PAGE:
Led Zeppelin: From Concerts for Schools to Sold-Out World Tours

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August 12th 1968, in a small basement of Gerrard Street London, saw the formation of legendary rock band Led Zeppelin. The four-piece band, made up of vocalist and hippy king Robert Plant, whose primal animalistic shrieks and screams are still recognisable to this day, guitarist Jimmy Page, bassist John Paul Jones and drummer John Bonham (1948-1980) proved that they were up and coming and something incredibly special. Ambition-driven 24-year-old Jimmy Page is the man responsible for the formation, after the demise of his first band The Yardbirds, which started not only Page’s career but also Eric Clapton (Cream, Derek and the Dominoes) and Jeff Beck (The Jeff Beck Group), Page was eager to make his way back into the music and thought Led Zeppelin was the way to do it.

Almost immediately it was made incredibly clear that Led Zeppelin, who performed under the name ‘The New Yardbirds’ up until late 1969, were destined for something greater than life itself. And with all of them being early mid-twenties at the time of their fame, they became the new big thing. The bands first gig as an official group was on 7th September in 1968 in a Danish school in suburban Copenhagen (random right?). This sky-rocketed their career and soon they were headlining festivals and becoming one of the most popular rock bands of the 70s, characterised with their album-oriented rock, one of the first bands to do so in the genre.

The 12th January 1969 saw the release of Led Zeppelin, a self-titled album, nothing offensive or outlandish for their debut, but a plain self-titled. But the contents of the album and the musical arrangement elevated it from a plain and simple self-titled album to something monumental. Tracks such as ‘I Can’t Quit You Baby’ ‘Dazed and Confused’ and ‘Black Mountain Side’ has recently been labelled by NME as ’embodying rock culture in the best way’. The album topped at number 6 in the UK album charts, which is pretty impressive considering they were strictly no single releases at this time. Come Led Zeppelin II the hype was still maintained as the album went straight to number 1 in seven countries including the UK, Australia, USA, Canada and Germany. It sold a staggering half a million in the first month and in 1990 was titled as a 5 times platinum album, reflecting the 5 million sales, and now in 2020, the album has sold 22 million copies making it one of the greatest and influential albums of all time.

It wasn’t until the 1970s that Led Zeppelin started to really make some serious noise. From 1970-1975 they were the biggest band in the world. They acquired a huge amount of critical and commercial success and hit new heights that bands in the rock era had never reached before. The band’s image also began to change with Page taking the front on flamboyant clothing by using the moon and star symbol and glitzy disco balls. Of course, the rock element was still at the centre of the brand but Page urged the band to move with the times and demographics. By 1973 the band had sold over a million records worldwide and their 1973 concert tour of North America broke attendance records for a singular show, seeing a staggering 56,800 fans breaking the Beatles record set at Shea Stadium in 1965. The band also sold out four consecutive nights at Madison Square Garden and grossed a total of $4 million dollars. Throughout the early 70s, Led Zeppelin continued thriving and continued pushing boundaries and breaking records; in 1975 they played 5 nights all sold out at Earls Court Arena in London which was, at the time the largest arena in Europe.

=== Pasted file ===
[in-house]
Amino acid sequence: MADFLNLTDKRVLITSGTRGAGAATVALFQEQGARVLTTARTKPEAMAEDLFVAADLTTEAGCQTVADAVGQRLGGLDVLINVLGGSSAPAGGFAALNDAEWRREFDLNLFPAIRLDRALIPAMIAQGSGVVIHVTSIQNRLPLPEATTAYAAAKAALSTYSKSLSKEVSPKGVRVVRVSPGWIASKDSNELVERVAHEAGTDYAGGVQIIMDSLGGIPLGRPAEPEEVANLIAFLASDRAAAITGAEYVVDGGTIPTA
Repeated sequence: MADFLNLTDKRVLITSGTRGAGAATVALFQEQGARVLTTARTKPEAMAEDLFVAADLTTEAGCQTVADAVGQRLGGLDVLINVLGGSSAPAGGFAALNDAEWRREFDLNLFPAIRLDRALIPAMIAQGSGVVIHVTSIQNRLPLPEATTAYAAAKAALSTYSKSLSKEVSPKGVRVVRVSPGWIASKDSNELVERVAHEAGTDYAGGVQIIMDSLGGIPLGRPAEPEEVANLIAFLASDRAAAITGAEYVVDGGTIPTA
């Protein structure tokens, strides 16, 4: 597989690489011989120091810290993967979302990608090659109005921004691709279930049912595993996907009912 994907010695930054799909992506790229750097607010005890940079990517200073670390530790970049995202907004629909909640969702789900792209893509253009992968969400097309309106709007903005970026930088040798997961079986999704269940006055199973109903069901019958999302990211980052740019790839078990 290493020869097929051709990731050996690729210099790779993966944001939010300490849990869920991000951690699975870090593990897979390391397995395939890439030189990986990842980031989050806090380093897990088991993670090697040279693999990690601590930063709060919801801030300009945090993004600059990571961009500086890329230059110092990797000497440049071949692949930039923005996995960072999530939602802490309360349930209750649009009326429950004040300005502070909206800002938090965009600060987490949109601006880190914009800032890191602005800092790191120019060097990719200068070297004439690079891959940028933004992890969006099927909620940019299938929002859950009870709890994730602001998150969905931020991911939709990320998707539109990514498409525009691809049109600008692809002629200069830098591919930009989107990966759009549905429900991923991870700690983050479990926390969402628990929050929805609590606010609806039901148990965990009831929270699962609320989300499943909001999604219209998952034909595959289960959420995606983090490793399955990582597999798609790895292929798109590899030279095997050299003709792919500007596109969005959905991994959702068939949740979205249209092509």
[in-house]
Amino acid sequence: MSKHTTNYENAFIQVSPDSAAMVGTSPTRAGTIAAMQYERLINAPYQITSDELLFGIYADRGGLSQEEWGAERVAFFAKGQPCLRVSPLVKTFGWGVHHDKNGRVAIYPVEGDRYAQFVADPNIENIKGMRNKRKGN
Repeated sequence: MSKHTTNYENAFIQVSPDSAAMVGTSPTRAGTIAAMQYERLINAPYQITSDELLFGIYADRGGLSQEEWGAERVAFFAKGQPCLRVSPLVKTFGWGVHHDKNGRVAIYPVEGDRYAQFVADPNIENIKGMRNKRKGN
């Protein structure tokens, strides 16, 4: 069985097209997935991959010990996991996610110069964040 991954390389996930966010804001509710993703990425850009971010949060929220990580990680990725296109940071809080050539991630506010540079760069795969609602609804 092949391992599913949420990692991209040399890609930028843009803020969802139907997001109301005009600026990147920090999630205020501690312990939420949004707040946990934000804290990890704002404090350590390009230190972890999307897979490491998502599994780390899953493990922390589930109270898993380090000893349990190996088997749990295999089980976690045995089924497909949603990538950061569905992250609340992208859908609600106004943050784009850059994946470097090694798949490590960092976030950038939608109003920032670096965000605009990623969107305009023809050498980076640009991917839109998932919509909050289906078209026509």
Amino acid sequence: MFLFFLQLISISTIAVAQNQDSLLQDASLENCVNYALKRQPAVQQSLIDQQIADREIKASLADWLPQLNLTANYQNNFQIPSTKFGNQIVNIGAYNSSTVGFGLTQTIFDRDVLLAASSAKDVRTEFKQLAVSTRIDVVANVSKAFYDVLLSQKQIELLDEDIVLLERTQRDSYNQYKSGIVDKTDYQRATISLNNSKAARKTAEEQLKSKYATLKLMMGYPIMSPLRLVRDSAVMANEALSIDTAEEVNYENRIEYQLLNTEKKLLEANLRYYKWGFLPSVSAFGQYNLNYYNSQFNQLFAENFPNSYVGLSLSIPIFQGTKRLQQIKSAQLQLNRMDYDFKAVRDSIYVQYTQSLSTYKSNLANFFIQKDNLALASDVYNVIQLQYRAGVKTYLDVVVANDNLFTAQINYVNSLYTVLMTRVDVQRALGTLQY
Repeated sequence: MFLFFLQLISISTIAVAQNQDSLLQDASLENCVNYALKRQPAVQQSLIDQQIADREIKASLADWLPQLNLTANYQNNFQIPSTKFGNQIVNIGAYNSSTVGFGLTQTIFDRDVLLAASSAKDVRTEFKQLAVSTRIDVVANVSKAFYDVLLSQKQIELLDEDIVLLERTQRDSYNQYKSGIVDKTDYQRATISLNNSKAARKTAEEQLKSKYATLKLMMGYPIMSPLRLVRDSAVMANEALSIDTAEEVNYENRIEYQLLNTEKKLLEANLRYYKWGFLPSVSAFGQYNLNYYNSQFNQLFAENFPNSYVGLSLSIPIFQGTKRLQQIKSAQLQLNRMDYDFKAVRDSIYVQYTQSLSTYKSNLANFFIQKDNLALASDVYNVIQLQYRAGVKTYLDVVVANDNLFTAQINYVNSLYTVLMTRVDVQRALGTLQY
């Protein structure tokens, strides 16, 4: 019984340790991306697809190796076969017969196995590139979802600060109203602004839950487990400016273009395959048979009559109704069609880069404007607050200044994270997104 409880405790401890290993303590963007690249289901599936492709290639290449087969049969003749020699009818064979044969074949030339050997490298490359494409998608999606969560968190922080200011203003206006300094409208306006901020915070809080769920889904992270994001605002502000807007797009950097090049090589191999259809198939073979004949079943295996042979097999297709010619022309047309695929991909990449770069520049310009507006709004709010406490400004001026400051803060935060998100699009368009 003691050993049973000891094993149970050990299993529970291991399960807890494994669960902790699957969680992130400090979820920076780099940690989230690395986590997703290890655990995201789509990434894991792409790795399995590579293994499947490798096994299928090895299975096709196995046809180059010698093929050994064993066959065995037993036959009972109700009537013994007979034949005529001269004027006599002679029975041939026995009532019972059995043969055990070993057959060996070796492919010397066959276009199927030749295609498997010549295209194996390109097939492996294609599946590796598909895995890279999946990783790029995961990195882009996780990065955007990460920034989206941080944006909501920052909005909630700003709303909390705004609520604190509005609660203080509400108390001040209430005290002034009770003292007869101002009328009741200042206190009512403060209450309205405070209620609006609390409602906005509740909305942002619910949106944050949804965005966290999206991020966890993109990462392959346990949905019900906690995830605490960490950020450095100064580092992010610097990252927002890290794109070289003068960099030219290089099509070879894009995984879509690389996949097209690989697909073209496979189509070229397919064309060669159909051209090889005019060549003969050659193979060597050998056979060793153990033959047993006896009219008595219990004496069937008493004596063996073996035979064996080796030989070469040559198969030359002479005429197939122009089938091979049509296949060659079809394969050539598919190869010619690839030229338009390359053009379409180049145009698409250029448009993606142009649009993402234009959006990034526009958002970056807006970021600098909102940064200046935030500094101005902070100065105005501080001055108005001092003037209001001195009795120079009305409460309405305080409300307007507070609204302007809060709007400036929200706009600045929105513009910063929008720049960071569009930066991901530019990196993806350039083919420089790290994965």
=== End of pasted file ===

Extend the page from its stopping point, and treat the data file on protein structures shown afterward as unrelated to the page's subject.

Throughout their course of producing and writing music together, they produced eight studio albums, four live albums and sixteen singles (which took a lot of convincing Page to stray from the album-orientation) all of which are available on streaming platforms, CD, vinyl and if you looked hard enough, probably cassettes. Their music was and still is incredibly influential in every corner of the music industry. Modern rock n roll bands for the new generation such as Greta Van Fleet, Foo Fighters and Wolfmother heavily take inspiration from the works of the band. Greta Van Fleet tracks ‘Safari Song’ and ‘Flower Power’ bear a striking resemblance to ‘Whole Lotta Love’ and ‘Dyer Maker’ which suggests the almost immortal legacy of Led Zeppelin. They were so groundbreaking and so contemporary for their time that the impact they had was second to none, and something that not even The Beatles could ever accomplish. Sure, The Beatles were influential and groundbreaking themselves but none of them had something so individually distinctive about them in a way that Robert Plant and Jimmy Page had.

1980 saw it all come to a stop. The tragic death of John Bonham caused by asphyxiation touched the group at the centre. From then on the band went their separate ways and cancelled all upcoming tours and album releases. John Bonham’s remains were cremated on 12th October 1980 at Rushock Parish Church, Worcestershire, where he was born and raised. The last statement put out as a band informing fans of the death of Bonham, and the bands break up was signed simply ‘Led Zeppelin’.

The success and fame they found as a band in just over a decade touched the music scene and changed the way music is written and created forever. There’s no denying they were a legendary band, and their legacy is as one of the rock gods.

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classic culture editor 20/21. third year english student with unhealthy shakespeare, hannibal lecter, robert plant and 70s nostalgia obsession.

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